Ahead of Talks with Greece, Turkey Talks War Too

ATHENS — As Greek and Turkish officials are due to talk – in Ankara, not Athens – over disputed claims to the Aegean and East Mediterranean, Turkey warned it would be a cause for war if Greece extends its seas limits to 12 miles.

That shot came from Turkish Foreign Minister Mevlut Cavusoglu as Turkey has alternated between claiming to want a peaceful settlement and reminding it will send an energy research vessel and warships off the Greek island of Kastellorizo again.

While Greece said the talks are talks, not negotiations, and designed to pave the way for actual binding discussions at some points, the session of so-called exploratory talks is the 61st, and the first in four years.

Speaking to Turkish journalists at the end of his two-day visit to Brussels, Cavusoglu said that “Turkey’s position on the issue of the Aegean has not changed,” about bringing a conflict over sea limits.

That referred to the 1995 declaration by the Turkish House that if Greece extends its territorial water to12 nautical miles, as it reserves the right to do so under international law, this would constitute a casus belli or cause for war.

That coincided with the European Union pulling back on prospects for further sanctions for Turkish drilling for oil and gas off Cyprus, as did in December, 2019 when Greek Prime Minister Kyriakos Mitsotakis wanted penalties brought.

Turkey appears to have won over some EU countries who are pulling away from supporting fellow member Greece in favor of Turkey, said Kathimerini, 

“We have seen a significant change of attitude on the part of Turkey, regarding Greece, Cyprus and other issues,” a European diplomat not identified told Kathimerini.

“Such changes have taken place in the past and have proven to be temporary, but this time it looks like something more substantial,” the diplomat added, with the EU scheduled to take up sanctions again in March if Greece and Turkey don’t reach a settlement.

“Therefore there will be no decision on sanctions … now is not the time to speed up this process,” the diplomat added, but the shift in attitude in Turkey’s favor putting Greece in a tight spot for now.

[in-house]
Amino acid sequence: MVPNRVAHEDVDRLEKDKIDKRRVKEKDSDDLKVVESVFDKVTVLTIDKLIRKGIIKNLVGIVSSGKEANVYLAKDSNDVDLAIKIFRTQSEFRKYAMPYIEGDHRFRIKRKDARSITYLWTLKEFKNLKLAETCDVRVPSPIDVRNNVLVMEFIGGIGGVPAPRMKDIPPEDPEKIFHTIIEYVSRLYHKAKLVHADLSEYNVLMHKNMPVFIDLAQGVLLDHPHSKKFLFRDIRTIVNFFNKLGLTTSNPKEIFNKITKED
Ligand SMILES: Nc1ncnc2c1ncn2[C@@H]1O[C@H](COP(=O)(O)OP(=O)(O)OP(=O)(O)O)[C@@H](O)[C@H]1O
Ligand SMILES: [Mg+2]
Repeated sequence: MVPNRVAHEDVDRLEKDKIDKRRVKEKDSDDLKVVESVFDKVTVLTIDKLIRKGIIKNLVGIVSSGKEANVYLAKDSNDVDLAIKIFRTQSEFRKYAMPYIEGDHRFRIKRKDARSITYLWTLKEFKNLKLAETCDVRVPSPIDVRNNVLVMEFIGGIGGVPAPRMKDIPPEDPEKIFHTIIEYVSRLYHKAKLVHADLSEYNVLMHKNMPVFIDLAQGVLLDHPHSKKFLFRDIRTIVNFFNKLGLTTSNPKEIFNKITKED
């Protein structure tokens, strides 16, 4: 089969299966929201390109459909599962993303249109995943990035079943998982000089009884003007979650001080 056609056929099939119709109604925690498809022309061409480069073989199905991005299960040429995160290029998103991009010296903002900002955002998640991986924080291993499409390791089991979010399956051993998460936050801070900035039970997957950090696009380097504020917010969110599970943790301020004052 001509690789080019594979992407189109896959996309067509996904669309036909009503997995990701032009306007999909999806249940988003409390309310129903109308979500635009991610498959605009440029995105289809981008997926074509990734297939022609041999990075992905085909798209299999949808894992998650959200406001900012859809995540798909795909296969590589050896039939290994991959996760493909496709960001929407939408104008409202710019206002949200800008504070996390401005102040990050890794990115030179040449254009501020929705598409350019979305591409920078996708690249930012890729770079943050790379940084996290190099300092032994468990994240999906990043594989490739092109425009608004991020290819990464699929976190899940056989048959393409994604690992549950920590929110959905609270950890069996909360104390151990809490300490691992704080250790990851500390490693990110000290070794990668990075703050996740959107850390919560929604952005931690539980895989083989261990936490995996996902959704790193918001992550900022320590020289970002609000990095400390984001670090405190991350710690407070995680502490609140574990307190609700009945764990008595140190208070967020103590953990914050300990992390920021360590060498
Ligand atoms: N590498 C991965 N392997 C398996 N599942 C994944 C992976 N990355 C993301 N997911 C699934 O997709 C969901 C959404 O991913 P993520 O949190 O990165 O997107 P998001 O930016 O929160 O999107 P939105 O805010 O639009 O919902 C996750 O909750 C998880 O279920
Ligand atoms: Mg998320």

ATHENS - Prime Minister Kyriakos Mitsotakis described his ambition and his vision for the technology sector to contribute 10% to Greece's GDP in five years during his speech on Thursday at the inauguration of the first phase of the largest data centre in terms of capacity that has been manufactured in Greece, by Athens-3, which was developed at the Athens Data Center Campus in Koropi.

Top Stories


A pregnant woman was driving in the HOV lane near Dallas.

General News

FALMOUTH, MA – The police in Falmouth have identified the victim in an accident involving a car plunging into the ocean on February 20, NBC10 Boston reported.

General News

NEW YORK – Meropi Kyriacou, the new Principal of The Cathedral School in Manhattan, was honored as The National Herald’s Educator of the Year.


Mitsotakis: Today’s Bill Comes to Define a New Field in Which Everyone Should Move

ATHENS - At the end of August 2022, I announced a legislative initative for the upgrading and modernisation of the protection, the operation of the security agencies and the operation of the communications and after the change in National Intelligence Service's (EYP) leadership and the establishment of double check to the legal intrusions," stated Prime Minister Kyriakos Mitsotakis addressing the parliament on Thursday during the debate on Justice Minstry's bill on the lifting of the communications confidentiality, cybersecurity and protection of the citizens' personal data.

The holiday season is swiftly upon us: gingerbread houses, eggnog, and festive parties with our nearest and dearest.

PERTH AMBOY — People are asking questions about a storm protection proposal for New York and New Jersey that would be among the most massive and costly flood control projects ever done in America.

NEW YORK. A delegation of the Diaspora Sector of Greece’s ruling New Democracy party visited New York City December 1-4.

WASHINGTON — The House gave final approval Thursday to legislation protecting same-sex marriages, a monumental step in a decadeslong battle for nationwide recognition of such unions that reflects a stunning turnaround in societal attitudes.

Enter your email address to subscribe

Provide your email address to subscribe. For e.g. abc@xyz.com

You may unsubscribe at any time using the link in our newsletter.